Uncategorized Tanzania to hire over 30,000 new teachers

Tanzania to hire over 30,000 new teachers

Jumanne Sagini, permanent secretary at the prime minister’s office

 (AA) – The Tanzanian government has decided to hire over 30,000 new primary and secondary school teachers before the end of the 2014/15 financial year ending June 30.

“Rural areas and municipalities with serious shortages of teachers will be given first priority under this new teachers’ employment scheme,” Jumanne Sagini, permanent secretary at the prime minister’s office, told The Anadolu Agency by phone from capital Dodoma.

He cited the large discrepancy between rural and urban areas in terms of teacher/student ratios.

“New teachers to be recruited should be ready to work in rural areas, because most urban areas will not be considered,” said Sagini.

He asserted that the recruitment scheme was aimed at ending anxiety among thousands of teaching graduates who have been awaiting employment since graduating two years ago.

Sagini, the official in charge of regional administration and rural governments, said municipal and district directors had been told to scrutinize their areas – especially town centers – to ensure that teachers who had overstayed in one place were transferred to other areas.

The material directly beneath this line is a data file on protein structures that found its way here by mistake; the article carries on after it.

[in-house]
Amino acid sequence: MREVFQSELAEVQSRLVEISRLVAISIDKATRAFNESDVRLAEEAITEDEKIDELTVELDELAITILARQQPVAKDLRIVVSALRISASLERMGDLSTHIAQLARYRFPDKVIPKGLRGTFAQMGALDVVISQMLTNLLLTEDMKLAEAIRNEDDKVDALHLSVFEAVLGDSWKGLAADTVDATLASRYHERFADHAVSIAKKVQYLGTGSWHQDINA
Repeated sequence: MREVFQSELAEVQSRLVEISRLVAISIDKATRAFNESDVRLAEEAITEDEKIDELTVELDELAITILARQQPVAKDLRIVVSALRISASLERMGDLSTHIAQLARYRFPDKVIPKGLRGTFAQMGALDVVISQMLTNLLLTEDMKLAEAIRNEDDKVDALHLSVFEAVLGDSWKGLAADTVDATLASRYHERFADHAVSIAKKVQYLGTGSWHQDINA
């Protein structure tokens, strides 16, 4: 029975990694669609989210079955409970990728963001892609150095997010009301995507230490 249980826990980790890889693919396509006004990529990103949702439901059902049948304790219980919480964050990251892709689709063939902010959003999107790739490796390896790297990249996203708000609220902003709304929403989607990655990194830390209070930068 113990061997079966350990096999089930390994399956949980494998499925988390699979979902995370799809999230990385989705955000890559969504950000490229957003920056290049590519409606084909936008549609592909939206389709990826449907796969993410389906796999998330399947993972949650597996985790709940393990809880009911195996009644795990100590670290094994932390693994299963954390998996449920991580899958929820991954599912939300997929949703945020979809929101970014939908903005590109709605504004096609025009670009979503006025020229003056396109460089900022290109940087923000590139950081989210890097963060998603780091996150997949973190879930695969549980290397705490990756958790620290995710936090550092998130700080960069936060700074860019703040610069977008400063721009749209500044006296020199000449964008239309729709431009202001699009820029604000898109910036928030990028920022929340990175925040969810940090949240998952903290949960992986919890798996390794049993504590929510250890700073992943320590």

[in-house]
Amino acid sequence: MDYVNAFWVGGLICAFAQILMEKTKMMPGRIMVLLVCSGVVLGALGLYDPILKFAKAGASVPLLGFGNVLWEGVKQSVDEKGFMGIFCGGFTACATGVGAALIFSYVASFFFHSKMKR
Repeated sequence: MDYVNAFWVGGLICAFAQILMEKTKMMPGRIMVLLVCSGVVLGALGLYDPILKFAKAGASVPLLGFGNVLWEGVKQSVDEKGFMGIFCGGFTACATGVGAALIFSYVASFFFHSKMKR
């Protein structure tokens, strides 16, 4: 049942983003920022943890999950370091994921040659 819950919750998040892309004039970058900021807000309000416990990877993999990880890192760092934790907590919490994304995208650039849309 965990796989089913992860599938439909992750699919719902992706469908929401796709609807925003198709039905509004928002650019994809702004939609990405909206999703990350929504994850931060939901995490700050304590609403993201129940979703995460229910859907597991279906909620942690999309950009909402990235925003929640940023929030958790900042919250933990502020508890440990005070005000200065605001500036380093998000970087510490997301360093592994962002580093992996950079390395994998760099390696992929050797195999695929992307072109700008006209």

“And where there is an increase in number more than those required, the acceding number should be transferred or moved to other rural areas,” he said.

Tanzania currently suffers a shortage of over 45,000 primary and secondary school teachers.


The government’s decision was welcomed by experts and educators.

“This will not solve the shortage of the primary and secondary school teachers, but it will reduce the gap,” Husein Sengu, an education expert and the director of an Arusha-based NGO, told AA.

Jacklyn Motta, for one, head teacher at the Sekei primary school in northern Tanzania’s Arumeru district, is very excited about the new recruitment drive.

“I have only three science teachers in my school who are teaching from grade four to grade seven,” she told AA.

She hopes her school will benefit from the new recruits.

Sagini, the government official, said science teachers were the most in demand.

“We will give first priority to science teachers,” he told AA.

Alex Hugo, an unemployed teaching graduate, cautiously welcomed the government’s plan.

“Truly speaking I am very happy to hear government’s decision because I have been looking for job over a year now,” he told AA.

But Hugo fears the move might be politically motivated with the country preparing for general election, set for October of this year.

“I think this move is politically motivated with the truth that teachers are the usual returning officers at the polling stations in all general elections,”   he noted.

Tanzania elects a new president and parliament in October.

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